Denby Dale
Amateur Radio Society


West Yorkshire
Denby Dale Amateur Radio Society
Bradley Wood Scout Camp Jamboree-on-the-air 15/16th October (set up Friday) 2011



Every four years, a few Scouts and Guides are lucky enough to attend a World Jamboree or maybe they attend an International Camp where they can meet and talk with other young people from other countries. Jamboree-on-the-Air (JOTA) however is an annual event that provides an opportunity for the majority to ‘meet’ and talk with Scouts and Guides from other countries without to leave their home district.

JOTA is a major international Scouting event that has taken place every year since 1958. Like Scouting itself, JOTA started in a small way as the means by which a number of Scouts, who had met at the 1957 World Jamboree in Sutton Park, could renew their friendship. Last year JOTA involved an estimated 500,000 Scouts and Guides from more than 120 different countries.

Unlike World Jamborees, JOTA is open to any member of the Scout or Guide Associations. It uses radio-transmitting equipment provided by Radio Amateurs, to connect participants from around the world. An Amateur Radio Licence would normally permit only a suitably qualified person to operate the station equipment, however for JOTA there has been a relaxation of these rules to permit non-license holders to exchange greetings and other information with others at participating stations in over 45 different countries. Contacts with participating stations in other countries may still have to be made though the radio operator.


An amateur radio station will be established in the camp centre building at Bradley Wood Site over the weekend of 15th-16th October.


It is intended we meet on site to set up the station on Friday 14th October at 10am BST. Please come and help if at all possible. Break up will be on Sunday afternoon allowing operation over the whole weekend.

It is expected that the station will be operational from about 6pm on Friday through to late on Sunday. Operations might extend late into the night for those able to stay up late. Operators please let us know in advance if you intend to visit. As we have to sign you in with the scouts organisers.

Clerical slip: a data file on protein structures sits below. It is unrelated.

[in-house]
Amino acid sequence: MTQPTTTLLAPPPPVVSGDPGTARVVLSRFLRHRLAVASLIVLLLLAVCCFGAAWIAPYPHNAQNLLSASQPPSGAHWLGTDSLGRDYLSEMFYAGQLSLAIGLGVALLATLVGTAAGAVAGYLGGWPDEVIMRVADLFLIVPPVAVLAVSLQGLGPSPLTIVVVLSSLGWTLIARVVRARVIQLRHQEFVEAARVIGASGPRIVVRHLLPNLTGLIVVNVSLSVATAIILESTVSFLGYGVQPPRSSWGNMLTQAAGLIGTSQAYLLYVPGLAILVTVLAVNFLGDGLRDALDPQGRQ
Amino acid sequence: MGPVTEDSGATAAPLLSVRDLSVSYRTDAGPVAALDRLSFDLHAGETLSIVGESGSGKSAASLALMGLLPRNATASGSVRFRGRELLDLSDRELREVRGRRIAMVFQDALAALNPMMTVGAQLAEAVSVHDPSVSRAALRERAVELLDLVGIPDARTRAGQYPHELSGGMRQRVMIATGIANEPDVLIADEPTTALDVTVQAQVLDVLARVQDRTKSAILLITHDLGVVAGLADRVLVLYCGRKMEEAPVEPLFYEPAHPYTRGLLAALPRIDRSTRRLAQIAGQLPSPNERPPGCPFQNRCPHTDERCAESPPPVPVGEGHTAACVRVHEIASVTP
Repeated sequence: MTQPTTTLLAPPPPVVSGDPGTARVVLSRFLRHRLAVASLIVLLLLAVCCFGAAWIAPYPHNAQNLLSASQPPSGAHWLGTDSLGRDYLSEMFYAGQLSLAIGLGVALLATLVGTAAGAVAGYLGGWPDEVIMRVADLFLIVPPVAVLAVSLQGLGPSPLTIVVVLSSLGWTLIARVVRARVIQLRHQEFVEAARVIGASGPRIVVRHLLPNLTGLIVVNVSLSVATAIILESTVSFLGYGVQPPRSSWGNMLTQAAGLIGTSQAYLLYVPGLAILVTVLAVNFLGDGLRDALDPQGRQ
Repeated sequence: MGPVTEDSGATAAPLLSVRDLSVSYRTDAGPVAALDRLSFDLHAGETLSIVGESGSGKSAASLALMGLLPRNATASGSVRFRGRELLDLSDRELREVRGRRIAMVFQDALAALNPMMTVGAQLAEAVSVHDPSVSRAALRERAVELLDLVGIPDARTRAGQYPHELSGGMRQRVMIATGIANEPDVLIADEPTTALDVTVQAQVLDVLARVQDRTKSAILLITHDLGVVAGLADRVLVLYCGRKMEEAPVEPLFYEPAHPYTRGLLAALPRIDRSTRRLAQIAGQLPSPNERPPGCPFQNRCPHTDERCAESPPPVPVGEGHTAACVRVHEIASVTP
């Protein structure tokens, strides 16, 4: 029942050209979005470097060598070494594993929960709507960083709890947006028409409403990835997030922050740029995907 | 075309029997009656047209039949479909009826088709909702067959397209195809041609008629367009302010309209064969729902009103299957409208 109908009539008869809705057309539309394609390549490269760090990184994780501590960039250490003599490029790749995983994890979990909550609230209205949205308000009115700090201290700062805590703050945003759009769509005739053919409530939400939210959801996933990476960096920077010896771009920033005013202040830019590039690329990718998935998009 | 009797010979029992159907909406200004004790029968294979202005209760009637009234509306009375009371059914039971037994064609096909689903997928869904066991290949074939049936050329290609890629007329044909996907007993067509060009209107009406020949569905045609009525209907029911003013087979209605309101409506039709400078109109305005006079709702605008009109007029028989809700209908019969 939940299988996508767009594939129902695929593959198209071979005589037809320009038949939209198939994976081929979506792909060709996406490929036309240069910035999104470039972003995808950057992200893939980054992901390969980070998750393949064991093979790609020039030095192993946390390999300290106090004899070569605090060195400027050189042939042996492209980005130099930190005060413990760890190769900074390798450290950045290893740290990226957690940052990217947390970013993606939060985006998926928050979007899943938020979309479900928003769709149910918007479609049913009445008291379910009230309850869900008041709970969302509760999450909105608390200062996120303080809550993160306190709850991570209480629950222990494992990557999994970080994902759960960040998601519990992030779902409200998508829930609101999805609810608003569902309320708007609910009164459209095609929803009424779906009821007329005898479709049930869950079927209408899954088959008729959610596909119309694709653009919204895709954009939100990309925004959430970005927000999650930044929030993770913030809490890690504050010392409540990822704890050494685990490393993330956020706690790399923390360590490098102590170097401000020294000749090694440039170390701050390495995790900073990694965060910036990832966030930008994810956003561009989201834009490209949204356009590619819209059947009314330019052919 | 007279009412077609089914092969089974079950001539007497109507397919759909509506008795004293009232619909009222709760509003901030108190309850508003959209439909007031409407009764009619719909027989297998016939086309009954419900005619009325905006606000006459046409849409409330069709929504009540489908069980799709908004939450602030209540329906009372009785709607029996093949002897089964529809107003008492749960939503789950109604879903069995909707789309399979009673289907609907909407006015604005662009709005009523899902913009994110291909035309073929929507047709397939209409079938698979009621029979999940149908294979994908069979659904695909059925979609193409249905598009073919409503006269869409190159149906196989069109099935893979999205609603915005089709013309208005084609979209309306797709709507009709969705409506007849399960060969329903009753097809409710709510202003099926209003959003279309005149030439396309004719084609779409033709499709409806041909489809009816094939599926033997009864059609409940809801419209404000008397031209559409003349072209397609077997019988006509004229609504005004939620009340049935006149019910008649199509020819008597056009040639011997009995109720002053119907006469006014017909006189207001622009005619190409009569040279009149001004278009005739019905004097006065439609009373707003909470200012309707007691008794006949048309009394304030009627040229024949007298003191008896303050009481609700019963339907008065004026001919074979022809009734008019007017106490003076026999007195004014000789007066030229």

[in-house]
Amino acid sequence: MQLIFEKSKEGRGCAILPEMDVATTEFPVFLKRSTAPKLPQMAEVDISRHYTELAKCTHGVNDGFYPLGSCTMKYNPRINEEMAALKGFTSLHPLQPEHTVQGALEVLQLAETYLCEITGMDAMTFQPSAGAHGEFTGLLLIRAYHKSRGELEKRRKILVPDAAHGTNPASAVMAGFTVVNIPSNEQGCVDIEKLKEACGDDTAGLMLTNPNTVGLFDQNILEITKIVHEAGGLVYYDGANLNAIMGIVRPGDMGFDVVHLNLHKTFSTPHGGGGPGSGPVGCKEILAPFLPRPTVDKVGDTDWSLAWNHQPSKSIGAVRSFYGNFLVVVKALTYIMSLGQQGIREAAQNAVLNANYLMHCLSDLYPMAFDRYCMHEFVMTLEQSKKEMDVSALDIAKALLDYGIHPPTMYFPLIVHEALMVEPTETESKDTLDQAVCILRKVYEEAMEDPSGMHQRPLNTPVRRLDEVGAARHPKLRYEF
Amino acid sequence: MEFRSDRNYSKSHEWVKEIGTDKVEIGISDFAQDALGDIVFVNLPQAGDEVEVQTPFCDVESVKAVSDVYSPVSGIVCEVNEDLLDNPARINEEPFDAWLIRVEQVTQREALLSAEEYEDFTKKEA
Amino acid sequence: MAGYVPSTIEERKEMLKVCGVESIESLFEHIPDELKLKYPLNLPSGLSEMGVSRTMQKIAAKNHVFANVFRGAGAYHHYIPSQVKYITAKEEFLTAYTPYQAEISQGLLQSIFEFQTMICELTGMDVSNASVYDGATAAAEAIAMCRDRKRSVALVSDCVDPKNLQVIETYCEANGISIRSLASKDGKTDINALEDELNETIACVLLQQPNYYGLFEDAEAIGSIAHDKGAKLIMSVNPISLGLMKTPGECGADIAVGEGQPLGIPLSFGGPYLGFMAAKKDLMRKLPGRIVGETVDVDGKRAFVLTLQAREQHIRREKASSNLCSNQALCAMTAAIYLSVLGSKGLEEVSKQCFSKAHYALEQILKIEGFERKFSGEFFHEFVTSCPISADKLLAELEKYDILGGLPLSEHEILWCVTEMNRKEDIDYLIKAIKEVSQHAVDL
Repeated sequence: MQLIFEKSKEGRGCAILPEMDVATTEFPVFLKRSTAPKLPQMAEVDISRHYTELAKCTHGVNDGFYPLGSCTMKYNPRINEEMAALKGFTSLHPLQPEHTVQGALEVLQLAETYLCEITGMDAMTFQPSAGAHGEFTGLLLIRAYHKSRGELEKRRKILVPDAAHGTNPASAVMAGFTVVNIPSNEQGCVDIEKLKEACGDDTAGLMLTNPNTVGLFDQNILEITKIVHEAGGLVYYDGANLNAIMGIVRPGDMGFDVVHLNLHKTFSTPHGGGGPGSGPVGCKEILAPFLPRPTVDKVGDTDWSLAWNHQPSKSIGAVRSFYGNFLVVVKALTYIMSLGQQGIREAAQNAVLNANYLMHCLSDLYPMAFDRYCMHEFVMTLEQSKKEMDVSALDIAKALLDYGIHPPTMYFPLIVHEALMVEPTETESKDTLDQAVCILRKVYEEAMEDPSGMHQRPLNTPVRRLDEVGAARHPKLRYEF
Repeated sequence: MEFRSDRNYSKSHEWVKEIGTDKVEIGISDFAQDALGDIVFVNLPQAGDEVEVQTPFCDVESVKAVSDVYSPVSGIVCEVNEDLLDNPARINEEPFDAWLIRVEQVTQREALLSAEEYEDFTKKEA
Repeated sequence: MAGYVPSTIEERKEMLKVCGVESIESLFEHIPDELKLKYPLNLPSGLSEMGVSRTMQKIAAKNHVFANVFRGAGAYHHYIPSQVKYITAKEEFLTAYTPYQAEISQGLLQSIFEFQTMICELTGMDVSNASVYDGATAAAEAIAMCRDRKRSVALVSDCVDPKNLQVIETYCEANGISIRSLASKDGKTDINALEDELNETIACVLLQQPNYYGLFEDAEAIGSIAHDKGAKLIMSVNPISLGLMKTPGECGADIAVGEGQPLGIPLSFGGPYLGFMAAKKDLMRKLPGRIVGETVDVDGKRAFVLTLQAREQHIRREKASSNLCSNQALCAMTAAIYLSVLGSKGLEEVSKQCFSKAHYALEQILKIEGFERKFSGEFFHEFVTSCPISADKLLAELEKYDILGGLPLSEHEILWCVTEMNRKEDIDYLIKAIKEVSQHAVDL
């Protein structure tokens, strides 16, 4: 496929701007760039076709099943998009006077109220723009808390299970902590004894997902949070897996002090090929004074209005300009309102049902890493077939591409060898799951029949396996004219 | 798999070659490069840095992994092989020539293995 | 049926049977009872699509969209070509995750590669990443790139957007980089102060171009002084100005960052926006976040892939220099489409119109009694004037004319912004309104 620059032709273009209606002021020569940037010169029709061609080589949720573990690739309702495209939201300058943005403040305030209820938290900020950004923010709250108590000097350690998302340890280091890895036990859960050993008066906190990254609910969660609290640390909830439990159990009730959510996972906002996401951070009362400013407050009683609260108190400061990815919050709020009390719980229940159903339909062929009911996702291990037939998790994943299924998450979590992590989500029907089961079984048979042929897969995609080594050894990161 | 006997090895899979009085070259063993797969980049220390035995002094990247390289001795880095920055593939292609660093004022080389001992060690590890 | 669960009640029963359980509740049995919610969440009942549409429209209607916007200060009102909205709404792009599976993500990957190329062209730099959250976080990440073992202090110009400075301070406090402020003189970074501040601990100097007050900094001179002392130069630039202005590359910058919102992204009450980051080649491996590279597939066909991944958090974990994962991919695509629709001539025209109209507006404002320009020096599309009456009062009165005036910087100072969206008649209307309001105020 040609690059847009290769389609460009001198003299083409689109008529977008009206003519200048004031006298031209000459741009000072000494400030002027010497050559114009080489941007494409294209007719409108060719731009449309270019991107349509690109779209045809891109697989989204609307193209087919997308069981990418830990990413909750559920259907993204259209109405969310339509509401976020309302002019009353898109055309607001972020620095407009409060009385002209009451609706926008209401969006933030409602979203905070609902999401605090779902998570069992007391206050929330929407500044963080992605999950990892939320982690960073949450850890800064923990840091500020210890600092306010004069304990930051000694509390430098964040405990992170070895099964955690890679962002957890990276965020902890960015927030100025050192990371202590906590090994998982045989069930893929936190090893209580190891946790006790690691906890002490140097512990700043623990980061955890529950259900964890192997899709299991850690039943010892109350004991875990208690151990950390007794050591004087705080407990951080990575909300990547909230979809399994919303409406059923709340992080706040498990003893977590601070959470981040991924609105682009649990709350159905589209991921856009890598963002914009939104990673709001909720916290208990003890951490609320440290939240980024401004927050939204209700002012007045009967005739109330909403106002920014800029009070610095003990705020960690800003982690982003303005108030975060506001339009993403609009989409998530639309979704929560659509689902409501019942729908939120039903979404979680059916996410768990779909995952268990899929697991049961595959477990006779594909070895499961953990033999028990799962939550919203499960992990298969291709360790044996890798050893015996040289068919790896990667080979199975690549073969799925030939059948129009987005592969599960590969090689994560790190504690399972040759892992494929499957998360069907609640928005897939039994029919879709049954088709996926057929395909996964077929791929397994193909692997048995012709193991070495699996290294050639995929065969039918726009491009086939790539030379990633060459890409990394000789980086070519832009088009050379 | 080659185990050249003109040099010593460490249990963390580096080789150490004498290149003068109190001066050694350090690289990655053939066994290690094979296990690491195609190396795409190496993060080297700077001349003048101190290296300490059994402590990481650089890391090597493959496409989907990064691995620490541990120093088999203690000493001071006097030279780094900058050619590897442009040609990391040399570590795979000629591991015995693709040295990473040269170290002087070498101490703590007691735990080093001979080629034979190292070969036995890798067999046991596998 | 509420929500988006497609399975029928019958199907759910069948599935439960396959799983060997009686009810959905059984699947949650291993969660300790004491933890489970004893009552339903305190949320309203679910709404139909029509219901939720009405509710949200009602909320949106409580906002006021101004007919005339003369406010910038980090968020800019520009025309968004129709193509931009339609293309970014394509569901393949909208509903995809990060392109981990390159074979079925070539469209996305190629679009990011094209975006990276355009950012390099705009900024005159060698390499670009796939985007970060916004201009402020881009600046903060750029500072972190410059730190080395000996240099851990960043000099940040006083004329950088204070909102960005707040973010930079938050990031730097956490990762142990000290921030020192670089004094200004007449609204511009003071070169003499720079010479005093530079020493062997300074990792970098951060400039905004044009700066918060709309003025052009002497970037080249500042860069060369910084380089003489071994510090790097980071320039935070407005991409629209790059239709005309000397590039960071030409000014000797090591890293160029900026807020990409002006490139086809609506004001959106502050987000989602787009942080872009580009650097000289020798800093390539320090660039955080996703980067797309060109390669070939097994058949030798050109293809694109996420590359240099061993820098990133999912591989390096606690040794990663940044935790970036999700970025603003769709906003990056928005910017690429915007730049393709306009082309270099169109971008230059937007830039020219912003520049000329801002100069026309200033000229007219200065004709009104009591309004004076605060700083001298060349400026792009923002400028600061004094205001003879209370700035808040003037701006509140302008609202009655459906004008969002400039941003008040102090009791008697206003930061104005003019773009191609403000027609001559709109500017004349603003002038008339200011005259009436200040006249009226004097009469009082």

For those with no previous experience of Amateur Radio, it should be noted that there are times when some countries can be contacted more so than at others. Whilst stations in the UK can be heard at most times it is during the hours of darkness / early morning that contact is most likely with Australia and New Zealand and during the late afternoon / early evening with USA, Canada and Africa. South America and Asia are more usually contactable during the early evening.

To get the best from your visit you should allow at least 2 hours, preferably more. You may wish to organise another activity at Bradley Wood and include a visit to the JOTA station. To ensure that the station is adequately staffed it would help to know in advance as to how many visitors are expected, the likely time of arrival and length of stay.


JOTA is a scouting activity that is open to any member of the Scout or Guide Associations, and all visitors to the Bradley Wood station will be encouraged to join in. Cubs and Scouts could perhaps work towards their Communicator badges or other parts of the award scheme. Scouts could, for example, establish contacts with Scouts in other countries as part of the Global Challenge.


Our aim is to contact other Scouts and Guides from around the United Kingdom, Europe and indeed the rest of the World. The number of stations that can be contacted and where they are located will depend on prevailing radio conditions.

Not all those with whom we speak will be in a centrally heated building. In the past we have spoken with Scouts from Tasmania who were in a tent on a mountain top where the temperature was –5?C; another group were on Tahiti in a tropical storm, whilst another group from Saudi Arabia were in the desert where the temperature was around 45?C.

Whilst most of the contacts will be made by speech in English, we are hoping this year to provide other means of communication that will use computer technology to send speech, text and pictures. We might also be able to provide some receiving equipment that will be available for operation by Cubs and Scouts.

Not all those we contact are actively involved with Scouting; some might at one time have been members, others are just helping another Scout Group to participate in JOTA.


There are no real restrictions as to what you can talk about. It is largely dependant on who we contact, their command of English, where they are located and how good the radio conditions are to permit communications.

If you have no previous experience of JOTA, it might at first seen a little daunting to make conversation with someone you have never met. It would therefore be useful to prepare and practice what you are going to say. It might help to have some questions written down that you might like to ask, but don’t forget to listen for the answer. Just remember that we may be speaking with other Scouts who may like to know what you do in Scouts and for them to tell you about their interests and activities.

The Hut

Good grub

Where's mine?

Where's the DX?

Coax puzzle

More food soon

Where's the steam go?

The Tower

It's out there